Potato growers in Colorado are hoping to see some warmer days and more sunshine this summer in order to make up some lost time. Cool nights early on in the growing season has caused the crop to be behind schedule. Overall however, conditions are relatively favorable and the new crop is coming along well.
“All of our potato crop is in the ground now although we are about 7 – 10 days behind schedule,” said Jamey Higham of Farm Fresh Direct. “We are hoping to see some warmer weather over the summer to help us catch up. Typically, our season begins in earnest after Labor Day, but we often do see some product at the end of August.”
Meanwhile, things are going well for Farm Fresh Direct’s California potato crop. “Our crop in California is doing very well,” Higham said. “The crop is located in the Klamath Basin, close to the border with Oregon, and their season is currently running on time. This region falls into a later window than the Colorado crop.”
Supplies should last until the new crop
There is still a good amount of potatoes available out of Colorado. Growers are aiming for supplies to last up until the new crop. This year, there is more in storage than normal, but with the new crop set to be delayed, this should work out well for shippers.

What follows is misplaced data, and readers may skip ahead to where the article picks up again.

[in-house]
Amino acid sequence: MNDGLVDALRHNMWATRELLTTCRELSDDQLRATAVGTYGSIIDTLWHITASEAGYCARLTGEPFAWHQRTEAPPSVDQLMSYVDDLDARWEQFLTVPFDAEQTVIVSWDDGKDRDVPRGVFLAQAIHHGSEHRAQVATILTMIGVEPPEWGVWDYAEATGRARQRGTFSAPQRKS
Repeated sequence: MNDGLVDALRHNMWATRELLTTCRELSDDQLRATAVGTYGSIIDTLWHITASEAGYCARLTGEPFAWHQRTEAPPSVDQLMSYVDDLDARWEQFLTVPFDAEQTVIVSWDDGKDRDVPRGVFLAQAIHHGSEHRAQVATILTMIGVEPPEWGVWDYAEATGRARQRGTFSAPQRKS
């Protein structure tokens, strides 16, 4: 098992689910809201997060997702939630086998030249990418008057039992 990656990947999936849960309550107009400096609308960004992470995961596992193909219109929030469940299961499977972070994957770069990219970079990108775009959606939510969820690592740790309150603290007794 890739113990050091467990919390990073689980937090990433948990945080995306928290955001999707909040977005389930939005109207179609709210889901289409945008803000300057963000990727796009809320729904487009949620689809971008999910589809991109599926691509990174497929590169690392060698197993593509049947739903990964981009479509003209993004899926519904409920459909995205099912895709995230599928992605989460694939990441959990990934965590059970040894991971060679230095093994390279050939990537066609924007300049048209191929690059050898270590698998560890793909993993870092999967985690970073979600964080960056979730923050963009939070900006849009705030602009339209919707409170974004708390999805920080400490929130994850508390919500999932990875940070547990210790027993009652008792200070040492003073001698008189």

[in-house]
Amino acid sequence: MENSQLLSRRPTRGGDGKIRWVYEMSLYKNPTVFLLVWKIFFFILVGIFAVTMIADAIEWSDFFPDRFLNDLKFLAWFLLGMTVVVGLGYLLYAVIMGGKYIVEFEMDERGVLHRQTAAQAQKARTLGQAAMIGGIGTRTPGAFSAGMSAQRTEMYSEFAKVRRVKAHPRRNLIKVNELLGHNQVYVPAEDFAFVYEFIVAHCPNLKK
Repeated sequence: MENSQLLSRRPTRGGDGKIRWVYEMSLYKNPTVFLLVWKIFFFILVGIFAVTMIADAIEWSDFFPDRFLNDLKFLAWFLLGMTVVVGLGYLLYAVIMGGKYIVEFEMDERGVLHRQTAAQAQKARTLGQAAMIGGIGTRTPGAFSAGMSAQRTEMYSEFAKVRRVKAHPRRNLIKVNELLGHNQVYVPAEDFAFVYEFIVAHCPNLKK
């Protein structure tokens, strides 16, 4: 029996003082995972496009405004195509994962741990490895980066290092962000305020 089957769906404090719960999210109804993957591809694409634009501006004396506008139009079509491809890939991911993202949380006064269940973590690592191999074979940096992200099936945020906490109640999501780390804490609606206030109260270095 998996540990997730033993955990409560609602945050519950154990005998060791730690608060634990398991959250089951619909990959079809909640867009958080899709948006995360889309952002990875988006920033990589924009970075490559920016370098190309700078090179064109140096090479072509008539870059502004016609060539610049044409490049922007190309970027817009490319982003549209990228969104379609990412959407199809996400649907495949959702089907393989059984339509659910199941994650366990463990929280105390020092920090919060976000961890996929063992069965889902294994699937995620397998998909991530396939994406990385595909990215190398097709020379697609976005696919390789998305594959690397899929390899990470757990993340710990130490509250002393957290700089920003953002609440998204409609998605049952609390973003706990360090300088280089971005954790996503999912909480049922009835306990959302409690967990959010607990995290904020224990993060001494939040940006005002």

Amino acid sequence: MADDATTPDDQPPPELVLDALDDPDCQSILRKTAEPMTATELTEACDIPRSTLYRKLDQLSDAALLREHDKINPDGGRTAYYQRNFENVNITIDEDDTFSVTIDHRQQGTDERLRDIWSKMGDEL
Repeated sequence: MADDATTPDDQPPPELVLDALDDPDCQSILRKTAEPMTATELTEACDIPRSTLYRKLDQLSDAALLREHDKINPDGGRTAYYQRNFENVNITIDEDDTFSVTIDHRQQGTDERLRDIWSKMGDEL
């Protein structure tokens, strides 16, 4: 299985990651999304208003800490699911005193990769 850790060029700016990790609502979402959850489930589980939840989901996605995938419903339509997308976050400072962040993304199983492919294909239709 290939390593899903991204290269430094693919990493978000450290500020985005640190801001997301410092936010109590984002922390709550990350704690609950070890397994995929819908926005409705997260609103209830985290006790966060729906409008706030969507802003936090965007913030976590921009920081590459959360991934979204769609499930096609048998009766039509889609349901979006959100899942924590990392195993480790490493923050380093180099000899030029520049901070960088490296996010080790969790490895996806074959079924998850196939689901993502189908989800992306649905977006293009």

“We are a little longer in supply than we would normally be,” Higham explained. “But with the slight delay on the new crop, we are in a good position for supplies to last up until then and we hope to finish just as the new crop starts. Business is good on all sizes, but prices are not where we would like them to be. Larger-sized potatoes though are attracting better prices.”
Higham shared that Farm Fresh Direct carries russets, as well as red and yellow potatoes in both conventional and organic.
Consumer behavior is changing
Consumer preferences are changing when it comes to potatoes, suppliers say. There has been a shift in demand towards red, yellow and other colored potatoes. This also extends to the packaging options consumers are looking for. It has been noted that packs are generally getting smaller, however it is also getting more difficult to predict what packaging options will be preferred next.
“We are trying to keep up with the changing behavior of customers,” Higham shared. “It used to be that you were able to plan up to three years in advance, but now it’s more like 6 – 12 months. Packs are getting smaller and there is a faster rotation in new packaging options.”
For more information:
Farm Fresh Direct
Ph: +1 (719) 852-8899